Montreal, Canada - December 31, 2004

December 2004 - Vol. 16

RCPL December 2004 Newsletter includes the following items:

1.
Red Cross declares it has no access to Syrian prisons
2.
Lebanon should adopt a law that respects the rights of citizens to be truly represented
3. Syrian troops pull out from three positions in Lebanon


1. Red Cross declares it has no access to Syrian prisons

On November 24, the International Committee of the Red Cross (ICRC) - Quebec division declared in a letter that it has no access to Syrian prisons. ICRC's declaration came in response to two detainees’ friends who demanded from the ICRC to convey a letter to the two detainees in their detention center (
please click here to read the CICR letter). 
The detainees are Karam and Ziad Morkos, two Lebanese musicians held in Syrian prisons since 1984. For more information about their case,
please click here.

RCPL has always expressed its concern about the fate of hundreds of Lebanese still detained in Syrian prisons for political reasons. The ICRC statement does not but confirms these concerns. The whereabouts of hundreds of Lebanese detainees in Syrian prisons is still unknown and they have always been denied access to fair legal counseling and contact from their families and NGOS. This constitutes a serious violation of the international commitments of Syria as per the International Covenant on Civil and Political Rights, more specifically articles 9 and 10. So far, several Lebanese have died under torture in Syrian prisons.

Given the seriousness of the situation, RCPL urges once again the Canadian government to use all diplomatic ways to pressure the Syrian government in order to:
1. Allow the ICRC and other NGOS the right to visit the Lebanese detainees in their prisons.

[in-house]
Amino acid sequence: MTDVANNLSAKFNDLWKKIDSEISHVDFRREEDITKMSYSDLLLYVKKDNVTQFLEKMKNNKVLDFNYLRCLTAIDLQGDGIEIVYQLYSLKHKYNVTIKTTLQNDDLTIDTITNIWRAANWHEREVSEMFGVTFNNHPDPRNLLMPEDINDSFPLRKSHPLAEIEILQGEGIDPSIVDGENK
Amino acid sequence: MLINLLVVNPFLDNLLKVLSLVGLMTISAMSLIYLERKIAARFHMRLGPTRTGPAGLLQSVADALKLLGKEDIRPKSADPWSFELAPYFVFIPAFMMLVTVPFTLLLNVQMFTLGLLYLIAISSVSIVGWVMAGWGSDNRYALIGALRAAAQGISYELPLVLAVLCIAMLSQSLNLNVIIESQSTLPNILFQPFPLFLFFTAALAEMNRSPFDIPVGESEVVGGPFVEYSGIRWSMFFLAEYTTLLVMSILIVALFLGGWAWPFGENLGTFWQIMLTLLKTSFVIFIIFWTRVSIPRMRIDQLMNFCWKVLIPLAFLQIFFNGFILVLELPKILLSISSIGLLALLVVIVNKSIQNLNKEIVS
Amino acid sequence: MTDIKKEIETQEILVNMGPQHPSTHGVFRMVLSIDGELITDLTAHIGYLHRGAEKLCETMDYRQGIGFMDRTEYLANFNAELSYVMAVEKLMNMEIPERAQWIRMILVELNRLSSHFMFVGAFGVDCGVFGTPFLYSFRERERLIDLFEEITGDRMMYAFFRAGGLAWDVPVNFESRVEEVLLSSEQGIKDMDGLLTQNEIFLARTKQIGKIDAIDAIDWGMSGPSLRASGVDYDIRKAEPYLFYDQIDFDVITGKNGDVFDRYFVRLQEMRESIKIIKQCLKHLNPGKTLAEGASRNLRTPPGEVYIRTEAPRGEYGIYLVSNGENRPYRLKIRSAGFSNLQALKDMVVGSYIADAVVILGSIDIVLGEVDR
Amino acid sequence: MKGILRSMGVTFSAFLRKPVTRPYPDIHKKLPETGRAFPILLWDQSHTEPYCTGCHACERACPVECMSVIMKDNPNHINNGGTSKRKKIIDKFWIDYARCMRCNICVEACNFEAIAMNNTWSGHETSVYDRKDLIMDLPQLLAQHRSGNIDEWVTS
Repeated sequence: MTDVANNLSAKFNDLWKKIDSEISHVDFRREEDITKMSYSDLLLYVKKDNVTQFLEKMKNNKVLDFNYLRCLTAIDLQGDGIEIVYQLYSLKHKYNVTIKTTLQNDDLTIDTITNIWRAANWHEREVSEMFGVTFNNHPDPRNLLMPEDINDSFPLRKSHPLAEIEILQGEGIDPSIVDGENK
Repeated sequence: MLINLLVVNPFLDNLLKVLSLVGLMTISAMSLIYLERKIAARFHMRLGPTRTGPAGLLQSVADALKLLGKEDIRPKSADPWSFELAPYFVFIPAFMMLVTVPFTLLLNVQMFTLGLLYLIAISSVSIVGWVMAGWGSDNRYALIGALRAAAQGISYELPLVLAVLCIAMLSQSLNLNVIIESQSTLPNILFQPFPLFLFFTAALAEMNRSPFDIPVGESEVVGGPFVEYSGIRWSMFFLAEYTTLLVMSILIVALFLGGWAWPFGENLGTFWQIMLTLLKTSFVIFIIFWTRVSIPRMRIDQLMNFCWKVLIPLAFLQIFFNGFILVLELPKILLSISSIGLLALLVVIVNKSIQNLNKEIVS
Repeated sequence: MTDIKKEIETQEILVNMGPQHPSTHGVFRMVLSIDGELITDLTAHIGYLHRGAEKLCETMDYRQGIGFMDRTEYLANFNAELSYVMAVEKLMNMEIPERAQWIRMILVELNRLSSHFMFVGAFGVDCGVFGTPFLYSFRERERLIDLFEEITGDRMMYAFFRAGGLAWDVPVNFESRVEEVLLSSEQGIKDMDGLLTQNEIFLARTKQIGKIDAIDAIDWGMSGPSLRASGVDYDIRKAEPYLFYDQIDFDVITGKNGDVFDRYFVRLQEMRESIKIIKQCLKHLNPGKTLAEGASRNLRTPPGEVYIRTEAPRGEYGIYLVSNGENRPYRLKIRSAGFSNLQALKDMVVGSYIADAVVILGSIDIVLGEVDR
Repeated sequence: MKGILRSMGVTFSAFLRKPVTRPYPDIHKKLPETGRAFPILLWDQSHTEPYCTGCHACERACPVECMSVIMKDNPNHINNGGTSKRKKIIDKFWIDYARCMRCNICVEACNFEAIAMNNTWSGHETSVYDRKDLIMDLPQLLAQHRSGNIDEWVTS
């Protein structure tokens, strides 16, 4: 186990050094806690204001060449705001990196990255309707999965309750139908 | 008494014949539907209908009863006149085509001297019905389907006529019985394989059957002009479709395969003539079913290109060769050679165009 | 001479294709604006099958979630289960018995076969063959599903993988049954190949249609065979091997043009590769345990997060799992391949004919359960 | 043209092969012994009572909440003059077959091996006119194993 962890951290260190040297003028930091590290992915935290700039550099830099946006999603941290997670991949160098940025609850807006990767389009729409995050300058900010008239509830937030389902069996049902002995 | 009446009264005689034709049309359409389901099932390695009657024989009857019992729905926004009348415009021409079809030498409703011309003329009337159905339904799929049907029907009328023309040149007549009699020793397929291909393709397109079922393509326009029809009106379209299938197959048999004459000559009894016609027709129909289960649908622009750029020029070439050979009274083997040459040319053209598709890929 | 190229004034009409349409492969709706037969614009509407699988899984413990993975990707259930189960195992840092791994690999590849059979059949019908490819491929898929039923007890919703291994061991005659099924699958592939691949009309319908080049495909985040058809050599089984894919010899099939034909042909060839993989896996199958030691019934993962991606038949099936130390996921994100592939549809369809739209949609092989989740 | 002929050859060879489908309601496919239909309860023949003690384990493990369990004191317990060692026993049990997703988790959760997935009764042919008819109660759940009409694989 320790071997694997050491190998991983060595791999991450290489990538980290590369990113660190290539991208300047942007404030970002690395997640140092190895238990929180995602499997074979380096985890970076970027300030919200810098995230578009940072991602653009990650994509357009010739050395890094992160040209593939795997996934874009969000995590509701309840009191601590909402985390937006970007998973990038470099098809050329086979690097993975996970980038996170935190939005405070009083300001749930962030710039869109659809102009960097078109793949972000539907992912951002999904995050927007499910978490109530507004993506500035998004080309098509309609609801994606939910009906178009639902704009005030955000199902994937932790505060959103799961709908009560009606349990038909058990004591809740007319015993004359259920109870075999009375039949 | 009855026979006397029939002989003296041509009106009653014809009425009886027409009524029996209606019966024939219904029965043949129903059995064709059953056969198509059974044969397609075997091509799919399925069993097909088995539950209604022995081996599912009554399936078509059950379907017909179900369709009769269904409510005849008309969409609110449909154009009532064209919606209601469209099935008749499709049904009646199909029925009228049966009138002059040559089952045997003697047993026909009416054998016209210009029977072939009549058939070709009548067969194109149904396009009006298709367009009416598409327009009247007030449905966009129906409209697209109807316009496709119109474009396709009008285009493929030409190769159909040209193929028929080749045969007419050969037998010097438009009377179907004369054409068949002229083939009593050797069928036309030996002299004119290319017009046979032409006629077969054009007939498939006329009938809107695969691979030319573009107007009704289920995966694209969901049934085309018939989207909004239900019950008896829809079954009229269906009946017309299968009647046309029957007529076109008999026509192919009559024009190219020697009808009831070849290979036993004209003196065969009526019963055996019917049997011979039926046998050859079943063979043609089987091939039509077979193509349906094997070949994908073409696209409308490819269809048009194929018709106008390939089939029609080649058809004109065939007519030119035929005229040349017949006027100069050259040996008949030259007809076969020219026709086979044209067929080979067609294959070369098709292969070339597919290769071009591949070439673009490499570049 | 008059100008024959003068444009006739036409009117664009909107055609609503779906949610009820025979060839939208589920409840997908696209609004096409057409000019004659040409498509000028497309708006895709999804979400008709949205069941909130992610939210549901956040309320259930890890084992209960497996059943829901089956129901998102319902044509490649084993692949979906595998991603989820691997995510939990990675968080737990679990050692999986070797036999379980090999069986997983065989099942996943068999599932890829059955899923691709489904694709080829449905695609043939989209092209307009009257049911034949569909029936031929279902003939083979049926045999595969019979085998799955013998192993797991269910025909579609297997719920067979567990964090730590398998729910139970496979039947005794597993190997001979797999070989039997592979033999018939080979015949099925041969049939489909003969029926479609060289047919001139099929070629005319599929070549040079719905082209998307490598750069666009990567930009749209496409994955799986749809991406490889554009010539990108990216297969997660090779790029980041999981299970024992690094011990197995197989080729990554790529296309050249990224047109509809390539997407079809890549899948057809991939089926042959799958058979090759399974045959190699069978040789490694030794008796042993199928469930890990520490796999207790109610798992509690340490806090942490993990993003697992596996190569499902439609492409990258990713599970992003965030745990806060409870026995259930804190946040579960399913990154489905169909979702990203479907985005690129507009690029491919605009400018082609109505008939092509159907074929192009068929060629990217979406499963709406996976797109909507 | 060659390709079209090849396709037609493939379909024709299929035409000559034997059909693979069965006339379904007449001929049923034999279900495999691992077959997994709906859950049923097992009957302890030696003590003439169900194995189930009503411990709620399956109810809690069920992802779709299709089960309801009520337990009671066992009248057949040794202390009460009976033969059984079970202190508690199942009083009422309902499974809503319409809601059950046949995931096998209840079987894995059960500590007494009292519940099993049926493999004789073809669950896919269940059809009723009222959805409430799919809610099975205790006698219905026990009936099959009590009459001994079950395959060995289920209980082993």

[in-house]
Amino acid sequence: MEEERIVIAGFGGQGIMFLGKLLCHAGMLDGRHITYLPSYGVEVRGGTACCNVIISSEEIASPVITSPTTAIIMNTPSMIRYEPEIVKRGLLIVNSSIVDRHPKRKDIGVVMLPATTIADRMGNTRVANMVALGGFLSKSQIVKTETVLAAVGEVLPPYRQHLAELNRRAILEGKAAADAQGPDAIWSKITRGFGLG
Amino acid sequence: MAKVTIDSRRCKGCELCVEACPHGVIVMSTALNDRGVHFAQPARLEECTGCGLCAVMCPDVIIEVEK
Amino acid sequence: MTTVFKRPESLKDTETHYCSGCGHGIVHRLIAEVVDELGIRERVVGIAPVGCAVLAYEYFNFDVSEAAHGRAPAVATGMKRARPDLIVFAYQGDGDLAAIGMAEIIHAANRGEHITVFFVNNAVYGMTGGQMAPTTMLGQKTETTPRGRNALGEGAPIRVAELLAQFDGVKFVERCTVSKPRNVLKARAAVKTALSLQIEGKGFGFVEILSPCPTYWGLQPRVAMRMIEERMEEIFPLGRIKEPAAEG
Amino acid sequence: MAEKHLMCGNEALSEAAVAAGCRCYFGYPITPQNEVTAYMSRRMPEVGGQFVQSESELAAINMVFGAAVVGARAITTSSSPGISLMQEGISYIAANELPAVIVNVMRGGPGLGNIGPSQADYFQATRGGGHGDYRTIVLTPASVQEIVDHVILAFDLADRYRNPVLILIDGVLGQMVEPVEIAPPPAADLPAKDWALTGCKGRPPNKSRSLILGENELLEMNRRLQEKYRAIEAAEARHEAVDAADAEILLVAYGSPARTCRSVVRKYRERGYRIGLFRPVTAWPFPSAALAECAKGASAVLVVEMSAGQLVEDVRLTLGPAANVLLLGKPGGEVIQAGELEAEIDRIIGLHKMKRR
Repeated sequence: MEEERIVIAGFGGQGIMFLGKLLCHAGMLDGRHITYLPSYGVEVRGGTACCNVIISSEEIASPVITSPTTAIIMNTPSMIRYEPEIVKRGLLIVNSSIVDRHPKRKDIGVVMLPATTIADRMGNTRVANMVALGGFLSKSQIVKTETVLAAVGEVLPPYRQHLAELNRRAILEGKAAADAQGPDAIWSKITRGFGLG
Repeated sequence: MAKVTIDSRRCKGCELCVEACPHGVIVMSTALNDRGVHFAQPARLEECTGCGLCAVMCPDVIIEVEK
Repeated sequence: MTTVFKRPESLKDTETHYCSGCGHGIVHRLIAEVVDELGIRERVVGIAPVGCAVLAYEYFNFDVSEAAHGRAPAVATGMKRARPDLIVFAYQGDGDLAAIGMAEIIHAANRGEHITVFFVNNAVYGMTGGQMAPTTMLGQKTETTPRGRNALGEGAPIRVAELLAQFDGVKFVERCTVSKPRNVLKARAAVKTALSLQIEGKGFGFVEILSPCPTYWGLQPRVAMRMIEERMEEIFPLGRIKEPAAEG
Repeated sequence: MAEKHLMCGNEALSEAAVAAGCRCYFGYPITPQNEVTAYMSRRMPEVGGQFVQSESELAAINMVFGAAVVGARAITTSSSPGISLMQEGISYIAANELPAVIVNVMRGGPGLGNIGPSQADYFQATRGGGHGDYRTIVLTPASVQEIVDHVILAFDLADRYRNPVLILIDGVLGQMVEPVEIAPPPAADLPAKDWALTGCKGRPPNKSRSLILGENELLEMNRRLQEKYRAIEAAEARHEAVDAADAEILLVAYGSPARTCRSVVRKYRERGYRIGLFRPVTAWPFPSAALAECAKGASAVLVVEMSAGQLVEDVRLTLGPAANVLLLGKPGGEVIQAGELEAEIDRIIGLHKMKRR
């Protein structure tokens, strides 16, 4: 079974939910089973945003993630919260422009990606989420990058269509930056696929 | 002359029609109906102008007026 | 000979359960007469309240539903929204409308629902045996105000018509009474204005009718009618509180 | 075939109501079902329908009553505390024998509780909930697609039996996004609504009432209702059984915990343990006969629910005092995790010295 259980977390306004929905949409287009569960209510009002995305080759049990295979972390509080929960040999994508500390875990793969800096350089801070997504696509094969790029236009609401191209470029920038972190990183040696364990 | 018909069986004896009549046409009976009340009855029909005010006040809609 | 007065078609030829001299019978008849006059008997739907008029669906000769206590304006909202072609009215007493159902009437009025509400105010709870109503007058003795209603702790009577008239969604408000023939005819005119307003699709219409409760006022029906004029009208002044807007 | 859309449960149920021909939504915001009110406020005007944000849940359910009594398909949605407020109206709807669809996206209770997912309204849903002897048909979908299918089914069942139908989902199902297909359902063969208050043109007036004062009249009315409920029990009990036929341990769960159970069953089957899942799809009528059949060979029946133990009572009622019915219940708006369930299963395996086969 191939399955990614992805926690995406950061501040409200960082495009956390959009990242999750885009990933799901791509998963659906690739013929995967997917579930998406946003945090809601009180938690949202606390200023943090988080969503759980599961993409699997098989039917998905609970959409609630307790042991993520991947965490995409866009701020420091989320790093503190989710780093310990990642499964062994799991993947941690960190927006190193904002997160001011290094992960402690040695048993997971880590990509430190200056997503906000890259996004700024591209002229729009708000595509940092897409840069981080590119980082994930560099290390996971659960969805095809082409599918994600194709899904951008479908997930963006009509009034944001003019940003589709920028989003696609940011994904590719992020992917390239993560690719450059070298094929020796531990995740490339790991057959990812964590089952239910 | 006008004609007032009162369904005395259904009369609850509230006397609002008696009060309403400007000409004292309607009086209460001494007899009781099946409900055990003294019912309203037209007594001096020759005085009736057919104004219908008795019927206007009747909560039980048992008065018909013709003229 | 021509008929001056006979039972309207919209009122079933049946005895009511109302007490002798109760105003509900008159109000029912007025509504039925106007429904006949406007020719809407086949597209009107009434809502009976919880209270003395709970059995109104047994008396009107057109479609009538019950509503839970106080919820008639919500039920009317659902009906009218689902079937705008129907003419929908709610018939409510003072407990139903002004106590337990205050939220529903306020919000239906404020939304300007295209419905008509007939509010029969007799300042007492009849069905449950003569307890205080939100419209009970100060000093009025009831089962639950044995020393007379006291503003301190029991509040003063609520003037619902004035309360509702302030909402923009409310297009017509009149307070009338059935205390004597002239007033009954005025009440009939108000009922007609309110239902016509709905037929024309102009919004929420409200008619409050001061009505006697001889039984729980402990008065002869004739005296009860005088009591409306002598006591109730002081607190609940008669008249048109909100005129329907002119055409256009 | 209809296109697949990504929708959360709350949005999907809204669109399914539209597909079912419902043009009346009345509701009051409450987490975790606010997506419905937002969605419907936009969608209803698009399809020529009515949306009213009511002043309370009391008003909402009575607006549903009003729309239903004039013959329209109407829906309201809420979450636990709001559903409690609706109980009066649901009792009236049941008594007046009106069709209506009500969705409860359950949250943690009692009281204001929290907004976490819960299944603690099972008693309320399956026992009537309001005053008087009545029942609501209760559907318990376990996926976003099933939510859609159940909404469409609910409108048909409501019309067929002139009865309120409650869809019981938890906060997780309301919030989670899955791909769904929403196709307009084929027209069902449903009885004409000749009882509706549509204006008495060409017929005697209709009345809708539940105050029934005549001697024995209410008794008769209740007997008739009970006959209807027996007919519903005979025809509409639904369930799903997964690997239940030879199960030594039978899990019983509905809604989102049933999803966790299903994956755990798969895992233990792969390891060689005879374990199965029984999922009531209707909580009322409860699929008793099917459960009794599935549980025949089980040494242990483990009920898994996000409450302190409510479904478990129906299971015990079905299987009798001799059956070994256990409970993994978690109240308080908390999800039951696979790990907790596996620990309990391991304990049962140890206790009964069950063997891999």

2. Release all the Lebanese detained in Syrian prisons.


2. Lebanon should adopt a law that respects the rights of citizens to be truly represented

Few months prior to the parliamentary elections in spring 2005, several shortcomings appear to hamper the electoral process and to threaten the basic principles of a healthy democratic system. This mainly stems from the delay in releasing the electoral law that determines the geographical and demographical basis of the elections. This delay constitutes a serious violation of the democratic process, based on the right of potential candidates to have enough time to prepare their electoral campaigns, whether by defining their political alliances or their potential voters. The increasing trend for the Lebanese government to change the electoral law shortly before every election raises many questions about the transparency and neutrality of the government in running these elections. Furthermore, the large number of the cabinet members that are running for the elections does not add in favor of the neutrality of the government in preparing for these elections. Finally, at least one allegation of falsified voter lists has already been reported in the Metn region. These lists appear to contain names of dead people as potential voters.

For all these reasons, RCPL urgently calls the Lebanese government to respect the democratic process and to release a fair representative electoral law as soon as possible. RCPL reminds the Lebanese government that it is of extreme importance that this law will be modeled in a way to respect the right of citizens to be truly represented in the parliament.


3. Syrian troops pull out from three positions in Lebanon

On December 18, Syria pulled out its security forces from three key positions in Beirut and north Lebanon and redeployed them in eastern Lebanon. Syria still has around 14,000 soldiers in Lebanon. 

RCPL welcomes this step and calls on the Syrian government to proceed to further positive initiatives by respecting the UNSCR 520 and 1559 as well as the Taef Accord signed on 1989 that calls for the full withdrawal of Syrian troops from Lebanon within two years from the date of the agreement.

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